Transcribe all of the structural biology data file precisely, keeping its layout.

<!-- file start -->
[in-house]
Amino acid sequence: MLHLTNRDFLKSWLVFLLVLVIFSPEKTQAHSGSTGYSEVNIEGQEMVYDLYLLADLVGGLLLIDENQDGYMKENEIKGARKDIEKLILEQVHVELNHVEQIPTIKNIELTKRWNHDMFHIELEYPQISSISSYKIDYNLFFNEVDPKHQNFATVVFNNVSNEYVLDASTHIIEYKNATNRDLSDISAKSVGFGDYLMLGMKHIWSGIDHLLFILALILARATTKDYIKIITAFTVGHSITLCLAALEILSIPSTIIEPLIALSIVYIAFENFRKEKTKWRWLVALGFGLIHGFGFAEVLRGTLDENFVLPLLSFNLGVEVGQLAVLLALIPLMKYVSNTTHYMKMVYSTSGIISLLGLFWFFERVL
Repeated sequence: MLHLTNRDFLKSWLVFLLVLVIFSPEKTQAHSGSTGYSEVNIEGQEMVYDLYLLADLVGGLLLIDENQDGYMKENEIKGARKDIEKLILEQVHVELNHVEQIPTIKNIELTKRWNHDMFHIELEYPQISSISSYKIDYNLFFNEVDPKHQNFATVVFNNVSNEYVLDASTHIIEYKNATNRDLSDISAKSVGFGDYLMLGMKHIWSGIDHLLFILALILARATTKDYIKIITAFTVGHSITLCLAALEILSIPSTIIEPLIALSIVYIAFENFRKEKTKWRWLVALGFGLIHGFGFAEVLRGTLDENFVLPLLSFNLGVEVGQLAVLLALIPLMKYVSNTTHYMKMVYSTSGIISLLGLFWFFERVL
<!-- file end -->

[in-house]
Amino acid sequence: MLHLTNRDFLKSWLVFLLVLVIFSPEKTQAHSGSTGYSEVNIEGQEMVYDLYLLADLVGGLLLIDENQDGYMKENEIKGARKDIEKLILEQVHVELNHVEQIPTIKNIELTKRWNHDMFHIELEYPQISSISSYKIDYNLFFNEVDPKHQNFATVVFNNVSNEYVLDASTHIIEYKNATNRDLSDISAKSVGFGDYLMLGMKHIWSGIDHLLFILALILARATTKDYIKIITAFTVGHSITLCLAALEILSIPSTIIEPLIALSIVYIAFENFRKEKTKWRWLVALGFGLIHGFGFAEVLRGTLDENFVLPLLSFNLGVEVGQLAVLLALIPLMKYVSNTTHYMKMVYSTSGIISLLGLFWFFERVL
Repeated sequence: MLHLTNRDFLKSWLVFLLVLVIFSPEKTQAHSGSTGYSEVNIEGQEMVYDLYLLADLVGGLLLIDENQDGYMKENEIKGARKDIEKLILEQVHVELNHVEQIPTIKNIELTKRWNHDMFHIELEYPQISSISSYKIDYNLFFNEVDPKHQNFATVVFNNVSNEYVLDASTHIIEYKNATNRDLSDISAKSVGFGDYLMLGMKHIWSGIDHLLFILALILARATTKDYIKIITAFTVGHSITLCLAALEILSIPSTIIEPLIALSIVYIAFENFRKEKTKWRWLVALGFGLIHGFGFAEVLRGTLDENFVLPLLSFNLGVEVGQLAVLLALIPLMKYVSNTTHYMKMVYSTSGIISLLGLFWFFERVL